Most lamentably, Hamlet: The Text Adventure, one of my main reasons for this post, seems to have been taken off the internet for exceeding its allotted bandwidth, a victim of its own success. It doesn't appear to have resurfaced anywhere, but I'll put this link up to mark its existence, in the hopes it will be back someday. It was a beautiful thing, I assure you.
UPDATE: Wonderful news! Creator Robin Johnson has contacted me to inform me that the game now exists at a new address: http://www.versificator.co.uk/hamlet. Go and play!
So, on to things that actually still exist. The Adventures of Criz the Bard is a fun, quick little jaunt. You must explore the town of Highmoon to find a cure for the ailing High Priest. Controlled by buttons rather than typing, the range of action in the game is fairly minimal; there is no conversation or manipulation, only movement and exchange of items you receive. Dialog is automatic, and the "quests" are of the basic errand-running variety. Here's a sample room:
You have entered the Tower of Rhauntides, Sage of Deepingdale.
Rhauntides looks up.
'Danali poisoned ?! Quickly, take this card and bring the Book of Cures from the Library in the Leaves of Learning.'
I think this is what they refer to as a "time waster". Oh, and the game begins in the Bard College, which certain people will surely get a kick out of.
BRAD: The Game is short, primitive, wacky, irreverent, off-color, and mildly amusing. It's an html-based choose-your-own-adventure-type game. Sample:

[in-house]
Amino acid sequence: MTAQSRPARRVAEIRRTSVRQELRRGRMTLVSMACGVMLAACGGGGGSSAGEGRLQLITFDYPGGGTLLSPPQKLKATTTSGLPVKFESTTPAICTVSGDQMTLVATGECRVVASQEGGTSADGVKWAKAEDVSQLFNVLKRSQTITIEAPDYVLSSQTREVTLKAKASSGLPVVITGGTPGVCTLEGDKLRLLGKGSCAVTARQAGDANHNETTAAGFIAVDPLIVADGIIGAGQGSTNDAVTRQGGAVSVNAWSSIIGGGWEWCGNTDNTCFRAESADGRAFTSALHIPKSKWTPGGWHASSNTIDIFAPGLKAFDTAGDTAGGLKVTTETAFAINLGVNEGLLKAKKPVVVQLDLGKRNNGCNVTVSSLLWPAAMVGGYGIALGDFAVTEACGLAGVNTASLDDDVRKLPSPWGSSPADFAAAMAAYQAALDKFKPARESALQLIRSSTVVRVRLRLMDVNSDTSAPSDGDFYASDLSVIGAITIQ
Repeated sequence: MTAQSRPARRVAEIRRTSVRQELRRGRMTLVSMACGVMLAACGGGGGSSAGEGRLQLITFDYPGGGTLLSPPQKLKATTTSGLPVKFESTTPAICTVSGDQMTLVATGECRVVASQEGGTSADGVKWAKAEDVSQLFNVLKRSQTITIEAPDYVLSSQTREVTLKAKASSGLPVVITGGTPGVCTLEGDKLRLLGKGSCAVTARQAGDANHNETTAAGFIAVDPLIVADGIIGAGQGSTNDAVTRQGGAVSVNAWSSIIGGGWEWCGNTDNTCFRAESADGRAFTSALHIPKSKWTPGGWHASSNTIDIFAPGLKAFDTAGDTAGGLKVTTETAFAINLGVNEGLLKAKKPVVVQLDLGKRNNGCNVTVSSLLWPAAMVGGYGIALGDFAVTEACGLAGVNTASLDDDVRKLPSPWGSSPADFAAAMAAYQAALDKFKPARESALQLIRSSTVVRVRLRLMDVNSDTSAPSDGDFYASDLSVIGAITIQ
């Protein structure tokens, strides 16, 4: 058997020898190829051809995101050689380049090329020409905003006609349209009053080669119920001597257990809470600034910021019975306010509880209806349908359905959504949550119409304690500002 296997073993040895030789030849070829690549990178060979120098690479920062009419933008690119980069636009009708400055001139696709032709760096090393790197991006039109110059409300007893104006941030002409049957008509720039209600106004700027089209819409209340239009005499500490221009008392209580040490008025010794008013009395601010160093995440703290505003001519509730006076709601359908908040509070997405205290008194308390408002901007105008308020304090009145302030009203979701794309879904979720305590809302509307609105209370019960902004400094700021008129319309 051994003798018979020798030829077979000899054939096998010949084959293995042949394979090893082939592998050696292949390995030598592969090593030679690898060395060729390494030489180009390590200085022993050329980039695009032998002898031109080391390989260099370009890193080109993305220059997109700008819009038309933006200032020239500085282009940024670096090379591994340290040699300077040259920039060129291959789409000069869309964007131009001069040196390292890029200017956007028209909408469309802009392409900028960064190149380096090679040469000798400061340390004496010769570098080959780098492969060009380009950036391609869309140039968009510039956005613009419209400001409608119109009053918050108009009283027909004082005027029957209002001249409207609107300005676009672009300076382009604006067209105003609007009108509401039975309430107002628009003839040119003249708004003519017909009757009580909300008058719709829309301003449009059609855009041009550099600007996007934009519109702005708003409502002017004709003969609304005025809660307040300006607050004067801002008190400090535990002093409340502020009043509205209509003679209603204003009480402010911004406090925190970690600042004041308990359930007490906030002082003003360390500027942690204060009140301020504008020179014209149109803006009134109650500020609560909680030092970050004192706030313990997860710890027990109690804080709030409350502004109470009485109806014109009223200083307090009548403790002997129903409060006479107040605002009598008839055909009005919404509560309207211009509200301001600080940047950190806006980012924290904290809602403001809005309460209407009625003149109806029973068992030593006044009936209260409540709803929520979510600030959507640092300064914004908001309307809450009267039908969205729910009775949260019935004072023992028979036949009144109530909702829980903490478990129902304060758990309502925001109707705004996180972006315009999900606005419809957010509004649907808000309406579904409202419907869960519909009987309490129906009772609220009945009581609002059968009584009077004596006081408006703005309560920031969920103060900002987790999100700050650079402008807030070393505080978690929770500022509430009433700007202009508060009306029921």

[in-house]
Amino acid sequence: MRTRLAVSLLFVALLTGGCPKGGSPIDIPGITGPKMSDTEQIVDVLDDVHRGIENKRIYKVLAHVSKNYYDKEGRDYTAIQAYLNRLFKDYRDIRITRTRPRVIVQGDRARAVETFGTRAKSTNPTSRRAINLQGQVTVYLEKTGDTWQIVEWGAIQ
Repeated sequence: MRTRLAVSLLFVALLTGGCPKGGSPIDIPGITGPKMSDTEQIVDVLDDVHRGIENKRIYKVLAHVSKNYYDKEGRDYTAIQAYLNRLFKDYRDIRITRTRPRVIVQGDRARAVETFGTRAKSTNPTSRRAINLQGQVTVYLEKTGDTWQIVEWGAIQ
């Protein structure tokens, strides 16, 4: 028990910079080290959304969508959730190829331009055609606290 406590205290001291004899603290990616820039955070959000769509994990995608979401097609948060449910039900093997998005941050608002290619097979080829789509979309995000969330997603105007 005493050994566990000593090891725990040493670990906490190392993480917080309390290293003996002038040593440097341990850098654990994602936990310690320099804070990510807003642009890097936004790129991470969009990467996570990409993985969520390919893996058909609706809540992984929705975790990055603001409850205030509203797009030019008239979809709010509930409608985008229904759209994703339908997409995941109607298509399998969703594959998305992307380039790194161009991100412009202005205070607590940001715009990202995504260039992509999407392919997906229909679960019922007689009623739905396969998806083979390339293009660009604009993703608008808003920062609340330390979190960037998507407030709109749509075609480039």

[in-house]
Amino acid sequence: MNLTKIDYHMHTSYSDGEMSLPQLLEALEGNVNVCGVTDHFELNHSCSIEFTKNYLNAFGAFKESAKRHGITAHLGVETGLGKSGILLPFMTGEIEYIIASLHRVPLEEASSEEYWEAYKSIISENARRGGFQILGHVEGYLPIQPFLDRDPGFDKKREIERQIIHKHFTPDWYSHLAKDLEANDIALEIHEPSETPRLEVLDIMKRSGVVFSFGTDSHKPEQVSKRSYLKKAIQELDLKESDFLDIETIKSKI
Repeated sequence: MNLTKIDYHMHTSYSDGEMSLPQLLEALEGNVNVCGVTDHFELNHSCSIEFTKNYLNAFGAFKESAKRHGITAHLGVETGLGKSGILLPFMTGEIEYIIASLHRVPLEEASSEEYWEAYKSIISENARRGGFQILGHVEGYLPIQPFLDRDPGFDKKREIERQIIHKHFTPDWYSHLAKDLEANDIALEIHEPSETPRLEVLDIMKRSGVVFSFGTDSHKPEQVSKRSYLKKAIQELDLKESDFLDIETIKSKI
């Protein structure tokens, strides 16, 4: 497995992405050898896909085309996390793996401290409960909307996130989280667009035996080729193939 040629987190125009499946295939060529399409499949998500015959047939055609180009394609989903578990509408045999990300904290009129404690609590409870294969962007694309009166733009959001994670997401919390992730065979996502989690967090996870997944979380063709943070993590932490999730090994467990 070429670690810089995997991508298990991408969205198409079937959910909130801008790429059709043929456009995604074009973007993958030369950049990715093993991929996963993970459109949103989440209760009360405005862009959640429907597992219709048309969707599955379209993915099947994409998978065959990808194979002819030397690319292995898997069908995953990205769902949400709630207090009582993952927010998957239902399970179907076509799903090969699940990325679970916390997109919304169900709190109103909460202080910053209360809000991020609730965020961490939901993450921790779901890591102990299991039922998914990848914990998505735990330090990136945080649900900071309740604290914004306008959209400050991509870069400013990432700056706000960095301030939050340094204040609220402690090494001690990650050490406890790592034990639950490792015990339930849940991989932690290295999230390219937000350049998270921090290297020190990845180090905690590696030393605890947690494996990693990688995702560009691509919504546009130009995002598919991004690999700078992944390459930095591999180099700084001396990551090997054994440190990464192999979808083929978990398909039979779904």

Sleep comes naturally. But just as you drift into dream, you hear a knock at the basement door.
"Brad! Hey, Brad, are you down there?"
Wow, that's Katie's voice!
Too good to be true. Pinch own ass and wake up now.
"Enter the lair of Brad, young Kaitlin..."
If, like me, you think there's something particularly humorous about pants, it works even better.
Say, I also just noticed that this is a game by The Reverend Brendan Powell Smith, the brain behind The Brick Testament. Cool.
The Crystal Skull is an illustrated html-based text game set in the Aztec Empire. In addition to the game itself, there is an "info" feature which will provide historical background and educational asides, with maps, diagrams, and photographs. Entertaining and informative!
You stand in a small garden in the zoo of the Aztec Emperor Motecuhzoma. There is a clay pot on the ground in front of you. The garden is your responsibility, for you are a humble gardener. Your name is Quetzal.
Exit to Aviary
Look in Pot
Of course, none of these are the real thing -- classic interactive fiction, text parsers and all. For that, visit iFiction. It's a nice big collection of all kinds of IF titles you can play in your browser, from modern offerings to the old greats, like Infocom's Zork series.
For some suggestions on what to try, or an introduction to IF in general, try Baf's Guide to the Interactive Fiction Archive (the archive itself can be explored at www.ifarchive.org), or read this very nifty article at Brass Lantern: "Magic Words: Interactive Fiction in the 21st Century", originally published at 1UP.com. Included in the article are interviews with IF authors, and lots of recommendations. It's a great place to start. The Xyzzy Award winners are also probably a good bet.
Excellent news! You can now play the Infocom classic The Hitchhiker's Guide to the Galaxy online, at the ever-wonderful BBC website, where they're offering a special souped-up anniversary edition with a pretty graphical interface. (In fact, they're offering two.)
You can also play it in its more or less original form (but without the option to save, alas) at the official Douglas Adams site. Whichever you choose, do not miss the opportunity to experience this great title.
Now, go play. If I only had time to play more of these myself...